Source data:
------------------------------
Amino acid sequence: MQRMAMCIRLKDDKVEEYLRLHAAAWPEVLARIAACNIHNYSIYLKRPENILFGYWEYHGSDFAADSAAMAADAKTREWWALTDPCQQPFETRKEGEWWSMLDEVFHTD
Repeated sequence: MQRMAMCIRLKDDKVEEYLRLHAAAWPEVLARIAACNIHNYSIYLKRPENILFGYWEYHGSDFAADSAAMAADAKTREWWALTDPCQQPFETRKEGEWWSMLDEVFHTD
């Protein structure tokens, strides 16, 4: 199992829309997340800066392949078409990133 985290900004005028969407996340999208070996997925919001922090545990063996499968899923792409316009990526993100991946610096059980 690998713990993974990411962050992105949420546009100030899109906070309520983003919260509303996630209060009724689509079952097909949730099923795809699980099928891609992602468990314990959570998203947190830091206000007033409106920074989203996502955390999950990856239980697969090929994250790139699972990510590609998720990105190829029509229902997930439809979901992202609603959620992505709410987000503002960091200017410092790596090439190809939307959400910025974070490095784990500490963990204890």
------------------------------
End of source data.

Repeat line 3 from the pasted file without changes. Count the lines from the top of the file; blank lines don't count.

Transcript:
């Protein structure tokens, strides 16, 4: 199992829309997340800066392949078409990133 985290900004005028969407996340999208070996997925919001922090545990063996499968899923792409316009990526993100991946610096059980 690998713990993974990411962050992105949420546009100030899109906070309520983003919260509303996630209060009724689509079952097909949730099923795809699980099928891609992602468990314990959570998203947190830091206000007033409106920074989203996502955390999950990856239980697969090929994250790139699972990510590609998720990105190829029509229902997930439809979901992202609603959620992505709410987000503002960091200017410092790596090439190809939307959400910025974070490095784990500490963990204890």